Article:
ArtsAutosBooksBusinessEducationEntertainmentFamilyFashionFoodGamesGenderHealthHolidaysHomeHubPagesPersonal FinancePetsPoliticsReligionSportsTechnologyTravel
  • »
  • Business and Employment»
  • Employment & Jobs

"Why Haven't You Found A Job Yet?!"

Updated on November 13, 2012

The unemployment rate is still high. Some people can't seem to accept that fact and blame the unemployed people rather than the economy. While it's true that people can still find jobs, most people who are looking cannot. If you are in the same position as me and people are blaming you for what you have no control over, have a look at this list of responses. Then, if one or more of them sound familiar, show this article to your tormentors to prove that you are not alone (or lying or crazy, but keep looking for work all the same, even if you feel it's hopeless). If people are just going to criticize and not help, then just leave us alone because we're doing the best we can with what we've got.

1) "You're not what we're looking for"/"You don't reflect the goals of this company"/"I will never hire you or even consider hiring you and neither will anyone else." That last part may sound harsh, but I've heard it. Those words broke me. I've also heard, "Nothing you have done or are currently doing counts," and what I have accomplished should have gotten me a decent job by now, but it didn't. People with degrees can't get the jobs they've been educated for because people in their field don't like them for some reason. They don't even have to say why they don't like you either, so you have no idea what you did wrong. You may have done nothing wrong, but you're not allowed to ask for clarification. Employers know they have their pick and all of us are expendable. When you are all but blacklisted from your chosen field as an undesirable, you apply for any job they can find and try to adapt their skills; employers don't like that, especially when they don't have any respect for what you were trained to do. Some ads say the employer is willing to train you, but everyone with experience will ultimately get preferential treatment. Others will try to train you but give up on you if you can't pick up on it perfectly within an hour (gosh, we aren't machines). Most of the time, people will just ignore your application entirely. In many cases, corporate does all the hiring, and your application gets lost in the cyber ether (or the slush pile) and doesn't arrive at your specified branch of choice.

2) "I completely forgot about you. All the positions have been filled." You could have had a great interview, but the person interviewing you also had to interview maybe fifty more people that same day. A week or two goes by, and you don't hear back either way like you were promised. Finally, you make your follow-up call to see how things went. Unfortunately, you hear, "I'm sorry, who are you?" and then "No, we've got everyone we need now. Thank you." In other cases, your interview was scheduled for later in the week and more than one person is responsible for hiring people, and the one you talked to didn't know that all the positions had been filled by the other person before he or she spoke to you. Oops. "Maybe next time."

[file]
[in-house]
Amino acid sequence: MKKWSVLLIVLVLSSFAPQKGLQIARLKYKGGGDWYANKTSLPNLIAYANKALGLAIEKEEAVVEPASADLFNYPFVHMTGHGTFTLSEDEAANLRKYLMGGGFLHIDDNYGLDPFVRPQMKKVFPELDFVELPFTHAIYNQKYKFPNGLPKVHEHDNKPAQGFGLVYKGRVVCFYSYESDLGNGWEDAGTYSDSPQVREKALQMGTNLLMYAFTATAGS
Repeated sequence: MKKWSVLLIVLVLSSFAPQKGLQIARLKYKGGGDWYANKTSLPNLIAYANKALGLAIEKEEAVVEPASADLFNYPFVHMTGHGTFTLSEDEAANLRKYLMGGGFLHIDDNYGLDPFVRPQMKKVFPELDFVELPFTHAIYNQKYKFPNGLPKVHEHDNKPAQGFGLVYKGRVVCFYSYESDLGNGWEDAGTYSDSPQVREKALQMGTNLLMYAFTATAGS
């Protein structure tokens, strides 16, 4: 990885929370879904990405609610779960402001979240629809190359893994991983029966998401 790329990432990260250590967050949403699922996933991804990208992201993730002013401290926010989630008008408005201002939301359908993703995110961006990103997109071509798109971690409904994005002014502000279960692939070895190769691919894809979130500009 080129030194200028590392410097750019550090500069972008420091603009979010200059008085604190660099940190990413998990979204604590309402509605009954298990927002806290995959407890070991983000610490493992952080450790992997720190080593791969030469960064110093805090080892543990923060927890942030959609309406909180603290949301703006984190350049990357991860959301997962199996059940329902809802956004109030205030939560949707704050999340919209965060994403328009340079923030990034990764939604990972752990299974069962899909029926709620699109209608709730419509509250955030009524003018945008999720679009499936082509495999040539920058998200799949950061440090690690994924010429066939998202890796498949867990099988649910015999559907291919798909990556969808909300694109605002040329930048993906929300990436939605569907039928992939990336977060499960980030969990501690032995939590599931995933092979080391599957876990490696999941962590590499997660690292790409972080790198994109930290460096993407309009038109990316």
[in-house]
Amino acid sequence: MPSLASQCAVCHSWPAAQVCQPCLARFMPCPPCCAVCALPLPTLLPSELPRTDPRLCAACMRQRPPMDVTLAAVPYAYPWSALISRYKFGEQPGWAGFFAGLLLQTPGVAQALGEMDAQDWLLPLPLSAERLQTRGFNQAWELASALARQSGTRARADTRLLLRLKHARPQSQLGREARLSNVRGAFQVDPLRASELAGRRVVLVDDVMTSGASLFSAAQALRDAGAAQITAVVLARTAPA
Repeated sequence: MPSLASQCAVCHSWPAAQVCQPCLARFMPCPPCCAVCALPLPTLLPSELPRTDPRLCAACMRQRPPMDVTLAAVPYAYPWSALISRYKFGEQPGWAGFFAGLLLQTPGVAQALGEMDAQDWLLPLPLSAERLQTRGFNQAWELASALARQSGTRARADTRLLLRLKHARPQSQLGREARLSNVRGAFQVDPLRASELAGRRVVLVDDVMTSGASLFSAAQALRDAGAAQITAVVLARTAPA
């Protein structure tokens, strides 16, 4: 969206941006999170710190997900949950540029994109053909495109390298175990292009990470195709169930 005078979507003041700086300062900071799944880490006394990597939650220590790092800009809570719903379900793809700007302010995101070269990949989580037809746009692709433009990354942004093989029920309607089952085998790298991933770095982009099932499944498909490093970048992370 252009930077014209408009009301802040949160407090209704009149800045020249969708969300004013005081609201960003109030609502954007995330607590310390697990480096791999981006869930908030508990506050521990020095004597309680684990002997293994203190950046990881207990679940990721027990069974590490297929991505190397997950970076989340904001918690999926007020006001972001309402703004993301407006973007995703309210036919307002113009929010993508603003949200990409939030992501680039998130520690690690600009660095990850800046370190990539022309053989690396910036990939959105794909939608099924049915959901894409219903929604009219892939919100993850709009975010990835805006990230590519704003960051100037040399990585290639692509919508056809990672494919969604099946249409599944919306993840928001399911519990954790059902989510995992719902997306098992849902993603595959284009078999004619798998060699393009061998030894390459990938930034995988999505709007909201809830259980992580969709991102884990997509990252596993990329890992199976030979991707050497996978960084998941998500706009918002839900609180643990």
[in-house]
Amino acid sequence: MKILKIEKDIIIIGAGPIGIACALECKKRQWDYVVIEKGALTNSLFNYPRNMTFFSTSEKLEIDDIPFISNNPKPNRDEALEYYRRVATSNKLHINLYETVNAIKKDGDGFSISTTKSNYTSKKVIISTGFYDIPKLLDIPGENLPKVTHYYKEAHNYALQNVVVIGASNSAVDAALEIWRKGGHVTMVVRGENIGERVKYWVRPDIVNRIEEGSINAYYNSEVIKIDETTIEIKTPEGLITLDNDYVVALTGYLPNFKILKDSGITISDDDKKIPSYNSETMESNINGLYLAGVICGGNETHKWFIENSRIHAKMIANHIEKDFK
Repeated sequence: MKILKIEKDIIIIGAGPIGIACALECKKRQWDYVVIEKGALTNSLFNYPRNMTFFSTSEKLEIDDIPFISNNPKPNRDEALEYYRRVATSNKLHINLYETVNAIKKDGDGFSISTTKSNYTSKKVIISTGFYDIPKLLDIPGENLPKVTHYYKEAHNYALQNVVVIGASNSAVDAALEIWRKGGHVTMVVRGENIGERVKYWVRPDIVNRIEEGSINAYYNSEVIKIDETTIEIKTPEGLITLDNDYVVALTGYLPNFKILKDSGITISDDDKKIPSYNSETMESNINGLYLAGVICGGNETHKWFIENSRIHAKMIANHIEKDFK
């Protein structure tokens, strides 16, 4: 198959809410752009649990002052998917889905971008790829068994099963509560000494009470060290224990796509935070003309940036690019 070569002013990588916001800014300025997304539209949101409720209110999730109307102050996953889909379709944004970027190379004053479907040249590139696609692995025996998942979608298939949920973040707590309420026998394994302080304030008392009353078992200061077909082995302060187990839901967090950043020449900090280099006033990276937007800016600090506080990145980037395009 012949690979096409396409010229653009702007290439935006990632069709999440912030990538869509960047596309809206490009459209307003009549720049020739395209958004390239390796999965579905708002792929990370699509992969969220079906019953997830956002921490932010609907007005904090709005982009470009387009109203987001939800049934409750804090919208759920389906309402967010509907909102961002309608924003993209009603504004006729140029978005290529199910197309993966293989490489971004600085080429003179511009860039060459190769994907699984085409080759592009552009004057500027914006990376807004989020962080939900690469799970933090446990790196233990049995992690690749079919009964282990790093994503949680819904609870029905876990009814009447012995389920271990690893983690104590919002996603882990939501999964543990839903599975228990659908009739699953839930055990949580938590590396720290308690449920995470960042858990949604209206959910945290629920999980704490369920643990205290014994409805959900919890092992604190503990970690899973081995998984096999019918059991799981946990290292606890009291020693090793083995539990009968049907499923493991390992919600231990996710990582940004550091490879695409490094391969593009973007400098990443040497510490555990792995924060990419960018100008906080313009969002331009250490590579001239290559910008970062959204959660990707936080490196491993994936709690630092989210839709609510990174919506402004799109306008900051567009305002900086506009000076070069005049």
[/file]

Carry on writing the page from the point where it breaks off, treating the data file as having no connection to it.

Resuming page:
3) "Due to the high volume of applicants, we cannot offer you a position at this time." This is usually seen in e-mail form as an automated response. Don't you just hate those? They can't be bothered to personalize their rejections because there are so many of them! Worse are the ones you get when applying online and the web sites are designed to automatically reject applications just to initially reduce the volume of applicants. This is not a reliable method and most employers don't even know that it happens because they farm it out to third parties who, nine times out of ten, don't even care. Even with the declining birth rate and increase in tragic deaths in the years past, we still have too big of a population to even make a dent in the competition (so those who favor the "If they'd rather die they'd better do it and decrease the surplus population" argument do not have much of a leg to stand on). Additionally, people often need more than one job to make ends meet, and they get them while others don't even get one. Temporary positions don't solve the unemployment problem because all those people will be unemployed again in a matter of weeks. Like abandoned puppies who need "forever" homes, we need "forever" jobs.